Earlier today, we started our trek on the long and winding road to the college football season by rolling out the first of our weekly roundtables. This afternoon, we are back with another installment as TSS Associate Editors Bart Doan and Terry Johnson join Kevin Causey and a rotating special guest in our weekly roundtables discussing all things college football.
This morning we asked which college football quarterback you would pick to lead your team and be the face of your franchise. This afternoon, we ask the same question but exclude all of the quarterbacks in the Power 5 conferences as we are joined by Tyler Waddell of AAC Football Fever.
Question: You are the head coach of a prestigious University, which non-Power 5 QB would you pick to run your team?
On Twitter @Tyler_Waddell
Hey, unless I’m Urban Meyer and can choose between three Heisman-worthy starting quarterbacks, I’d take a flyer on Cincinnati’s Gunner Kiel – no matter which program I’m coaching.
Maybe Kiel didn’t come in and blow the entire college football world away (as some actually expected him to do, thanks to his five-star rating and prolonged recruiting process), but he did incredible things at times that made you sit back and wonder how he ended up in the American Athletic Conference.
When healthy, Kiel was the best quarterback that the AAC could provide – and that includes Shane Carden, Paxton Lynch, and Greg Ward, Jr. He finished with 3,254 passing yards and 31 touchdowns during an injury-plagued rookie campaign, placing 21st among all FBS quarterbacks in yards per attempt (8.4). But it was the rib injury he sustained in the first half of the Memphis game that would end up defining what would likely have been a record-breaking season.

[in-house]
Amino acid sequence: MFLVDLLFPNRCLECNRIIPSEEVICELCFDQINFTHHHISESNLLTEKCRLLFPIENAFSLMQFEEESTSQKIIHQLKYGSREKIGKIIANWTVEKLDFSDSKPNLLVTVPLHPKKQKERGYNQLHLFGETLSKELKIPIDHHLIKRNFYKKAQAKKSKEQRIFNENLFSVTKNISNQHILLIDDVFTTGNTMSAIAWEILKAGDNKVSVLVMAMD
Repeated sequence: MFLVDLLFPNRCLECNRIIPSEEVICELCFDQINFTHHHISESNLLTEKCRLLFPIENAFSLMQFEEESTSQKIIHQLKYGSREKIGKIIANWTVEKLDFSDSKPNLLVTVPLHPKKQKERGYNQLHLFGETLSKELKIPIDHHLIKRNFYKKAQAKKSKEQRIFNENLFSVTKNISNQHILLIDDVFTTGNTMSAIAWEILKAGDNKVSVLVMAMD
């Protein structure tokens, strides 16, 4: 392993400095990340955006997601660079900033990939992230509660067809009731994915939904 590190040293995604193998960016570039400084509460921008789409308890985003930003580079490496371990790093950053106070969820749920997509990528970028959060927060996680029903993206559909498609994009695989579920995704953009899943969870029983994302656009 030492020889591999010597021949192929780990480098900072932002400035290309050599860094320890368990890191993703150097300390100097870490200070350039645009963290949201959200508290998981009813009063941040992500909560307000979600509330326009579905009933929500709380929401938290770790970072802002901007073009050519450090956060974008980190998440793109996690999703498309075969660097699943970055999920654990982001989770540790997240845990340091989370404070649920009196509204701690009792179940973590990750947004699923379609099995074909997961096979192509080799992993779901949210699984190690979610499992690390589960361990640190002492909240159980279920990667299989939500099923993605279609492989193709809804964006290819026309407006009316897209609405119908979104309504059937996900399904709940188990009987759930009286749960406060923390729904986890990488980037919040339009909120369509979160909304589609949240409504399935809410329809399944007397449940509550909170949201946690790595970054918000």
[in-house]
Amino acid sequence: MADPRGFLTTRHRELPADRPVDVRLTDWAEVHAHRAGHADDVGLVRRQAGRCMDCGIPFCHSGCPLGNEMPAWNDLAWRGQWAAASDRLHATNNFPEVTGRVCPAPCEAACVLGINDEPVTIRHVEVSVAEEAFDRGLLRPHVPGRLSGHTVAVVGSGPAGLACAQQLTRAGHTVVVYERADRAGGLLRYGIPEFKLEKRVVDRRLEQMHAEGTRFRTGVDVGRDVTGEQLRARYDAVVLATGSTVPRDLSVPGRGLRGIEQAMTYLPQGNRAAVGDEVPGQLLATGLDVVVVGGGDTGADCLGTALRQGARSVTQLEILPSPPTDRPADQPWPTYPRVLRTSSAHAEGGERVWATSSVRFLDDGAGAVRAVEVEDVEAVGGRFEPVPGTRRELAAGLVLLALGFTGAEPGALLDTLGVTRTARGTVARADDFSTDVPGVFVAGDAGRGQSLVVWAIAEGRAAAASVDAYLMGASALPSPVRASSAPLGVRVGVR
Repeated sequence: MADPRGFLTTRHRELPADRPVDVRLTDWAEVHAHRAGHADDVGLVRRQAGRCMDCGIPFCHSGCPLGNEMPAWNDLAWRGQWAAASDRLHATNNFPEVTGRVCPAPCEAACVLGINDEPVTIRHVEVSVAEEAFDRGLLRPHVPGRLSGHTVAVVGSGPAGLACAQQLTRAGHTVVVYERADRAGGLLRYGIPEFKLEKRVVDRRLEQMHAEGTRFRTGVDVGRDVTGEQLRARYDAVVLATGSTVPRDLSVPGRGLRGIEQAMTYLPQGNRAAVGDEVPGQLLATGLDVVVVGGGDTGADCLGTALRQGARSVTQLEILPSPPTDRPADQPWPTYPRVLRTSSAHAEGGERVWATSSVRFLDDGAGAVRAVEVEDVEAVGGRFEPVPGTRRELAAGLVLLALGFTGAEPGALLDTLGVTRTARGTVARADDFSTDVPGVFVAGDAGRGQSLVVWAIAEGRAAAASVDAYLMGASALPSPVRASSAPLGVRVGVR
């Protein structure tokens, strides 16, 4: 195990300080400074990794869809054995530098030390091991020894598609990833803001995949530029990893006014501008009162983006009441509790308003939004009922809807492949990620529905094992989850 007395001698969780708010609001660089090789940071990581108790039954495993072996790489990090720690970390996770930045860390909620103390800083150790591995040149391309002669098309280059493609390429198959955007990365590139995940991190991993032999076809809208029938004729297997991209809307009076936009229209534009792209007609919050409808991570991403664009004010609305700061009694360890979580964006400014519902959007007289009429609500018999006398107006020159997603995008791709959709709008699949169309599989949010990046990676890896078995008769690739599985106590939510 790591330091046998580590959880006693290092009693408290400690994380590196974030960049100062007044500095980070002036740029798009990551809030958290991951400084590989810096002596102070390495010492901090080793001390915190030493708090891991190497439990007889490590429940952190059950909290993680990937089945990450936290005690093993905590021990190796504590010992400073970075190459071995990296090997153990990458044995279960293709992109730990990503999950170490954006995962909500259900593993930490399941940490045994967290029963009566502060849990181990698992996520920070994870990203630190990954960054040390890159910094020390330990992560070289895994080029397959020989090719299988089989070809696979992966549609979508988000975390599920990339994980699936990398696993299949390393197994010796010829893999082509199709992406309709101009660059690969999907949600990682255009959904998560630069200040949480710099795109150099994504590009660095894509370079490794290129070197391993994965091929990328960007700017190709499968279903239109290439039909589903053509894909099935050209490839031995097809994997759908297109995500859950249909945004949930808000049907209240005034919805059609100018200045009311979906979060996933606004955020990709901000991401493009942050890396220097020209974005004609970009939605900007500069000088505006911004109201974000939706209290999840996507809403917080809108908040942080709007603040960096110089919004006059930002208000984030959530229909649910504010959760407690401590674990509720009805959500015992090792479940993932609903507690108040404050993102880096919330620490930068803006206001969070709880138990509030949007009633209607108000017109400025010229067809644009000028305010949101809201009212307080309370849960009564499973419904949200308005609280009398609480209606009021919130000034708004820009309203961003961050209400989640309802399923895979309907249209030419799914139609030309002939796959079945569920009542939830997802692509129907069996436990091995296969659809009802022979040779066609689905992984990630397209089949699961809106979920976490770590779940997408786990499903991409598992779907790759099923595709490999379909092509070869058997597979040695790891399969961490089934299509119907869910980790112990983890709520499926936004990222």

Through the first three-and-a-half games, Kiel had completed 61 percent of his passes for 1,257 yards, 15 touchdowns and three interceptions – including a 50-28 loss to Ohio State in Columbus. From that point on, he was taken in and out of games battling the deep bruise in his ribs, as he struggled to throw the ball accurately under pressure. His touchdown-to-interception ratio also took a hit, as he posted a 16-10 mark during the Bearcats’ final nine games. It also didn’t help that his defense allowed 30 points or more seven different times.
I’d take the risk and choose a healthy Gunner Kiel, which we will see in 2015. He has all the intangibles that every coach wants in a quarterback: prototypical size (6-foot-4, 210), a quick release, enough athleticism to make him a threat out of the pocket, great short- and mid-range accuracy, and an incredible deep ball (seriously, he has to be one of the best in college football). He’s the kind of guy that I want running my pro-style offense – one that I wouldn’t mind taking plenty of risks due to his pure, raw ability.
Besides, wouldn’t you want the potential No. 1 quarterback for the 2017 NFL Draft on your team?
On Twitter @TheCoachBart
Hopefully the return of this Chuckie goes better than the colossal flopping the last famous Chucky went out with, of late 1980s – early 90s horror movie fame. Since that series, everyone named Chuckie (regardless of spelling) has been subjected surely to countless quips about how their name relates to a stupid fantasy character, but it would have been more tolerable had it just been left for dead after the first three movies and the world not been subjected to Bride of Chucky and Seed of Chucky and after that we just wanted to put Chucky in a blender.
At any rate, Chuckie Keeton (of Utah State) is back to finish a really brilliant on-field career if only he could stay healthy. Keeton, a legitimate Heisman Trophy contender should he stay upright, has seen the last two seasons robbed from him due to injury. He was granted a fifth year recently.